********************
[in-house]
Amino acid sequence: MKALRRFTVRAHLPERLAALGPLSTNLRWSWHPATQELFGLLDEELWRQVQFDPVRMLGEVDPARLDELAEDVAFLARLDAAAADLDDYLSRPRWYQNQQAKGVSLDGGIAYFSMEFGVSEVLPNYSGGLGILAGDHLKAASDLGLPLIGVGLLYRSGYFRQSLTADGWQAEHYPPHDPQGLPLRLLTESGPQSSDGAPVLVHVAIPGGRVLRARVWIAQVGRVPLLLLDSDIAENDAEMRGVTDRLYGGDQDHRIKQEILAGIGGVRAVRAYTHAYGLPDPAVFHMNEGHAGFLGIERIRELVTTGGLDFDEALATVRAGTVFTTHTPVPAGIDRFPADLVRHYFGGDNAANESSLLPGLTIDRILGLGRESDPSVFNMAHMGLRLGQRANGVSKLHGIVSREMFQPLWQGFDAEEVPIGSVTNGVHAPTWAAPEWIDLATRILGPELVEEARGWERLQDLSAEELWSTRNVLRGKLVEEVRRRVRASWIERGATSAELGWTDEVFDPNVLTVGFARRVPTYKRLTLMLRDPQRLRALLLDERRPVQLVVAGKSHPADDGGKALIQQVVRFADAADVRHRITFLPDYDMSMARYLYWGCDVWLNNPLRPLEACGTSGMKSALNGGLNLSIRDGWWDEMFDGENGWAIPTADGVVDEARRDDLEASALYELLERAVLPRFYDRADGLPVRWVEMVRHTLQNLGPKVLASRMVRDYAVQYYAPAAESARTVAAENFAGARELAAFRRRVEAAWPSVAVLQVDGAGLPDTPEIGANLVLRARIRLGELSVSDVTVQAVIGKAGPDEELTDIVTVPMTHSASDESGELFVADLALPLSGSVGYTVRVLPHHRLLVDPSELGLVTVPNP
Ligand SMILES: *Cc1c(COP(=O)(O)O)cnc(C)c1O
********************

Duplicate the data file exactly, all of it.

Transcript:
[in-house]
Amino acid sequence: MKALRRFTVRAHLPERLAALGPLSTNLRWSWHPATQELFGLLDEELWRQVQFDPVRMLGEVDPARLDELAEDVAFLARLDAAAADLDDYLSRPRWYQNQQAKGVSLDGGIAYFSMEFGVSEVLPNYSGGLGILAGDHLKAASDLGLPLIGVGLLYRSGYFRQSLTADGWQAEHYPPHDPQGLPLRLLTESGPQSSDGAPVLVHVAIPGGRVLRARVWIAQVGRVPLLLLDSDIAENDAEMRGVTDRLYGGDQDHRIKQEILAGIGGVRAVRAYTHAYGLPDPAVFHMNEGHAGFLGIERIRELVTTGGLDFDEALATVRAGTVFTTHTPVPAGIDRFPADLVRHYFGGDNAANESSLLPGLTIDRILGLGRESDPSVFNMAHMGLRLGQRANGVSKLHGIVSREMFQPLWQGFDAEEVPIGSVTNGVHAPTWAAPEWIDLATRILGPELVEEARGWERLQDLSAEELWSTRNVLRGKLVEEVRRRVRASWIERGATSAELGWTDEVFDPNVLTVGFARRVPTYKRLTLMLRDPQRLRALLLDERRPVQLVVAGKSHPADDGGKALIQQVVRFADAADVRHRITFLPDYDMSMARYLYWGCDVWLNNPLRPLEACGTSGMKSALNGGLNLSIRDGWWDEMFDGENGWAIPTADGVVDEARRDDLEASALYELLERAVLPRFYDRADGLPVRWVEMVRHTLQNLGPKVLASRMVRDYAVQYYAPAAESARTVAAENFAGARELAAFRRRVEAAWPSVAVLQVDGAGLPDTPEIGANLVLRARIRLGELSVSDVTVQAVIGKAGPDEELTDIVTVPMTHSASDESGELFVADLALPLSGSVGYTVRVLPHHRLLVDPSELGLVTVPNP
Ligand SMILES: *Cc1c(COP(=O)(O)O)cnc(C)c1O